While con­tro­ver­sy over Brex­it reach­es full boil, a phar­ma trade group sees the up­side in a draft deal

British prime min­is­ter There­sa May’s draft di­vorce deal from the Eu­ro­pean Union has spurred hoots of de­ri­sion from her grow­ing ranks of crit­ics in the UK, but the hard-fought and con­tro­ver­sial agree­ment has met with cau­tious op­ti­mism from the trade as­so­ci­a­tion rep­re­sent­ing the bio­phar­ma and life­sciences in­dus­try in the Unit­ed King­dom.

The As­so­ci­a­tion of the British Phar­ma­ceu­ti­cal In­dus­try (ABPI), which rep­re­sents bio­phar­ma­ceu­ti­cal com­pa­nies in the UK that sup­ply more than 80% of all brand­ed med­i­cines used by the Na­tion­al Health Ser­vice (NHS), said that al­though there was much work to be done, it wel­comed the agree­ment of a tran­si­tion pe­ri­od, which would mean its mem­bers can “con­tin­ue to sup­ply med­i­cines to pa­tients with­out de­lay or dis­rup­tion come March 2019.”

Even though con­tin­gency plan­ning has been put in place by phar­ma­ceu­ti­cal com­pa­nies to make sure med­i­cines are avail­able in any Brex­it out­come, this would be chal­leng­ing in a “no deal” sce­nario, ABPI said in a state­ment on Thurs­day.

Steve Bates

ABPI has been work­ing with the BioIn­dus­try As­so­ci­a­tion (BIA) — the trade as­so­ci­a­tion rep­re­sent­ing life sci­ences or­gan­i­sa­tions in the UK — to ad­vise par­lia­ment on the im­pact of a no-deal Brex­it on pub­lic health, which they say would pose a se­ri­ous chal­lenge for phar­ma­ceu­ti­cal com­pa­nies in sup­ply­ing med­i­cines to pa­tients in both the UK and the EU. May her­self has pre­vi­ous­ly said that the threat of a no-deal Brex­it was per­son­al to her as she is a di­a­bet­ic who is de­pen­dent on in­sulin made by a coun­try else­where in the Eu­ro­pean Union.

BIA chief Steve Bates al­so wel­comed the deal, with cau­tious op­ti­mism. “There re­mains a long way to go for cer­tain­ty on Brex­it for life sci­ences busi­ness­es but this is a key step on that jour­ney.”

Nathalie Moll

Mean­while, the Eu­ro­pean Fed­er­a­tion of Phar­ma­ceu­ti­cal In­dus­tries and As­so­ci­a­tions (EF­PIA), which rep­re­sents the phar­ma­ceu­ti­cal in­dus­try op­er­at­ing in Eu­rope, ex­pressed con­sid­er­able con­cern that the po­lit­i­cal de­c­la­ra­tion out­lin­ing the fu­ture re­la­tion­ship be­tween the UK and the EU – which ac­com­pa­nied the draft agree­ment – did not di­rect­ly ad­dress the is­sue of health. The de­c­la­ra­tion’s “fail­ure to con­tain an ex­plic­it ref­er­ence to the im­por­tance of se­cur­ing long-term, ex­ten­sive co­op­er­a­tion around the reg­u­la­tion of med­i­cines is not in the best in­ter­est of pa­tients,” said EF­PIA Di­rec­tor Gen­er­al Nathalie Moll.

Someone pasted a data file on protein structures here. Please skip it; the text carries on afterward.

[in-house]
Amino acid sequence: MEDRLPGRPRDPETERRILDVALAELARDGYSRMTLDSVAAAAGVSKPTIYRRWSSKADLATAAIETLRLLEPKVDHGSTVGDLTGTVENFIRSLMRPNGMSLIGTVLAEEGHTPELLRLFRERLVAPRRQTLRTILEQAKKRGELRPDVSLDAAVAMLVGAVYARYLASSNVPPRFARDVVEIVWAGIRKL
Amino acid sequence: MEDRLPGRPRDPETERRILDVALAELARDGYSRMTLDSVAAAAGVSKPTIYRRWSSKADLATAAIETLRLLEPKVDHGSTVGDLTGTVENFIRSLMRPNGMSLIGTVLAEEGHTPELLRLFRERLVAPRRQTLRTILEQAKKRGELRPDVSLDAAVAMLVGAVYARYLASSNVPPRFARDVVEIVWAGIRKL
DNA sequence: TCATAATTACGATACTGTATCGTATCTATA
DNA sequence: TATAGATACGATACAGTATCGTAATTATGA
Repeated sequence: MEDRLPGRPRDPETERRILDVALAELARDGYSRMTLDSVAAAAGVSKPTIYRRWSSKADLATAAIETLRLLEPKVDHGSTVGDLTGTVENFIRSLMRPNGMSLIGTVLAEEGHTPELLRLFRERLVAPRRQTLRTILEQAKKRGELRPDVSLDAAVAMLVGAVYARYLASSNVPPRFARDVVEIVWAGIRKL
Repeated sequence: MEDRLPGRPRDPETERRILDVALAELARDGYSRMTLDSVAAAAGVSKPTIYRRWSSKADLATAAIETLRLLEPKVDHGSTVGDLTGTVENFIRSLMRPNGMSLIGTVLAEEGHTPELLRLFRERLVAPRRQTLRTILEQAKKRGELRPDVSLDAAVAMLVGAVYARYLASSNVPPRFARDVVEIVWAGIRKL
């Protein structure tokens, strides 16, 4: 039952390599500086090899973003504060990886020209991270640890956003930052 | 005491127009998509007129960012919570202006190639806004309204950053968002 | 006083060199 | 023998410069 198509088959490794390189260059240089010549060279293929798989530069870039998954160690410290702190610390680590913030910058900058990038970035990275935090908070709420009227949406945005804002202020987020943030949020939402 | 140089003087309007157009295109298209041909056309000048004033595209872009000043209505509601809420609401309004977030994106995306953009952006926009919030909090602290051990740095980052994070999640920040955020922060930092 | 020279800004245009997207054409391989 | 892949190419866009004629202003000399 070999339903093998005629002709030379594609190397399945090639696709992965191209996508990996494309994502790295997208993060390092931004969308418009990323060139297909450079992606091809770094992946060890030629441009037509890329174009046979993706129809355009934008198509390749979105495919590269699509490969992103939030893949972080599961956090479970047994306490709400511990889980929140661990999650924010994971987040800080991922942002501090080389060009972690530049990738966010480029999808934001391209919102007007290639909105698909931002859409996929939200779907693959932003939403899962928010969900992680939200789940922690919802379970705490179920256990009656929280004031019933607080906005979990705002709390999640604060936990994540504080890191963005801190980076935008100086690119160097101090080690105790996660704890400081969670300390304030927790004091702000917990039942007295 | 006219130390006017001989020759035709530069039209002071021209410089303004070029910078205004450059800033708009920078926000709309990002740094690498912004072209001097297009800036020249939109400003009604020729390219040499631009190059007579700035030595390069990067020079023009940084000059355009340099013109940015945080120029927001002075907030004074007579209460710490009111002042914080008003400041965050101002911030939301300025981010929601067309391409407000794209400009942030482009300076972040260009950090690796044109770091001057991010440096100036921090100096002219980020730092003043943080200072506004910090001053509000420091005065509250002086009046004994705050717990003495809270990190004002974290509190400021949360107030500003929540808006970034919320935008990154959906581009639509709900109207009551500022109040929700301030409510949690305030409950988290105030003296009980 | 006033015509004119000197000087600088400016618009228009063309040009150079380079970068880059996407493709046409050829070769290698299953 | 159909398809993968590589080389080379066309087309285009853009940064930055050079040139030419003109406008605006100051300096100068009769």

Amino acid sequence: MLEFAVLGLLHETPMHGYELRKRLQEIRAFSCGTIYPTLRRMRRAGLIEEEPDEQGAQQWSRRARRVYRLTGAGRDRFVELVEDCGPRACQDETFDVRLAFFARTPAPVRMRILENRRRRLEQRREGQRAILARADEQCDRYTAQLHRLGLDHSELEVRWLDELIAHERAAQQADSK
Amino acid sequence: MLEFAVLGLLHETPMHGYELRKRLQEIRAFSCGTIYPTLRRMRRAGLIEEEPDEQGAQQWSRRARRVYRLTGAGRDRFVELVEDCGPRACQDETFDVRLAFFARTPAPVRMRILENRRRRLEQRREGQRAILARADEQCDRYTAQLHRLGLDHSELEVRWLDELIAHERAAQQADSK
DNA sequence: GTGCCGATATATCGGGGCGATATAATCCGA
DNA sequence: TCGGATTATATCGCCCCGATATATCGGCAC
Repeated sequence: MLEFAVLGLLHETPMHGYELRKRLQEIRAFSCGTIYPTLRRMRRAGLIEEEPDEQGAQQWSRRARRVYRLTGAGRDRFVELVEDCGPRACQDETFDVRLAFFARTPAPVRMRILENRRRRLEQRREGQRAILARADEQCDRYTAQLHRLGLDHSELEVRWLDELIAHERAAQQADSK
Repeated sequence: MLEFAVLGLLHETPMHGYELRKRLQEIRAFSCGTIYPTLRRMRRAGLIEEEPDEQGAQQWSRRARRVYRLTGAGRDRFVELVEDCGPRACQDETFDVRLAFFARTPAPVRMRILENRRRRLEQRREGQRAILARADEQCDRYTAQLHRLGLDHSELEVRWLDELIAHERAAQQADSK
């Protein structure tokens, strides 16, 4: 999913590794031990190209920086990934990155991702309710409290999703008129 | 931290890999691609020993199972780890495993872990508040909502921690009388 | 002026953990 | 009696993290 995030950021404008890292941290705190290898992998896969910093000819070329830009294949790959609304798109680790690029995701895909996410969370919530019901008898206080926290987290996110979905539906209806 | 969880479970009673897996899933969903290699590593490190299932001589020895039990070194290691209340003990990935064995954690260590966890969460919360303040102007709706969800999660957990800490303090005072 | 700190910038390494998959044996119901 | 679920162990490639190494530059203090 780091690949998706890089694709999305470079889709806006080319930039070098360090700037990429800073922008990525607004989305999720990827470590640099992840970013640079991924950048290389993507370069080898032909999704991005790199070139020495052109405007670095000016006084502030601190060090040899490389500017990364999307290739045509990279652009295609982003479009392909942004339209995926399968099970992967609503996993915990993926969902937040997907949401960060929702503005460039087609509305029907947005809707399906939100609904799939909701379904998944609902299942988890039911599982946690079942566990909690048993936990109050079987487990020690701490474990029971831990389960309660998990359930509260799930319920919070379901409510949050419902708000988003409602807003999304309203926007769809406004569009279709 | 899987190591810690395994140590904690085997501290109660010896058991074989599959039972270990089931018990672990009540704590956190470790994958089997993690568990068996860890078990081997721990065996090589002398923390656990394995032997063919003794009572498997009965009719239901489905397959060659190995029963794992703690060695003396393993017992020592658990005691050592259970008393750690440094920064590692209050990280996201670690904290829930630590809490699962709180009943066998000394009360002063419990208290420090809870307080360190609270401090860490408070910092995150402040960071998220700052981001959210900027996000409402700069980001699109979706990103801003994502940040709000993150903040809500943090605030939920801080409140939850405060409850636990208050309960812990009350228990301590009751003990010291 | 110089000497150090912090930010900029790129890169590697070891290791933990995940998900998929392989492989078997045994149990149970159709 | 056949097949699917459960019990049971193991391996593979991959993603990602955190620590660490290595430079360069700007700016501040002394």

An em­bat­tled May vowed to keep fight­ing to push the deal through on Thurs­day evening af­ter com­bat­ing mem­bers of her own par­ty in ad­di­tion to op­po­si­tion MPs ear­li­er in the day, as well as wran­gling with a string of cab­i­net de­par­tures and calls for a no-con­fi­dence mo­tion.

The deal, which still needs to be vot­ed on by par­lia­ment, is by no means a cer­tain­ty. Hav­ing at­tract­ed a clam­or of crit­i­cism by crit­ics on all sides of the aisle, it is ex­pect­ed to be thwart­ed by par­lia­ment, at which point all bets are off. Fail­ure to get the deal through could cul­mi­nate in a va­ri­ety of ways in­clud­ing a sec­ond ref­er­en­dum, an ex­ten­sion of the ne­go­ti­at­ing pe­ri­od, the pas­sage of a no-deal Brex­it or even a a na­tion­al elec­tion.

Im­age: There­sa May. AP IM­AGES

5AM Ven­tures: Fu­el­ing the Next Gen­er­a­tion of In­no­va­tors

By RBC Capital Markets
With Andy Schwab, Co-Founder and Managing Partner at 5AM Ventures

Key Points

Prescription Digital Therapeutics, cell therapy technologies, and in silico medicines will be a vital part of future treatment modalities.
Unlocking the potential of the microbiome could be the missing link to better disease diagnosis.
Growing links between academia, industry, and venture capital are spinning out more innovative biotech companies.
Biotech is now seen by investors as a growth space as well as a safe haven, fuelling the recent IPO boom.

Hal Barron, GSK via YouTube

What does $29B buy you in Big Phar­ma? In Glax­o­SmithK­line’s case, a whole lot of un­com­fort­able ques­tions about the pipeline

Talk about your bad timing.

A little over a week ago, GSK R&D chief Hal Barron marked his third anniversary at the research helm by taking a turn at the virtual podium during JP Morgan to make the case that he and his team had built a valuable late-stage pipeline capable of churning out more than 10 blockbusters in the next 5 years.

And then, just days later, one of the cancer drugs he bet big on as a top prospect — bintrafusp, partnered with Merck KGaA — failed its first pivotal test in non-small cell lung cancer.

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Fast on Glax­o­SmithK­line's heels, Au­rinia wins OK to steer a sec­ond lu­pus nephri­tis drug straight to the mar­ket

GlaxoSmithKline’s Benlysta isn’t alone in the small circle of approved lupus nephritis drugs anymore.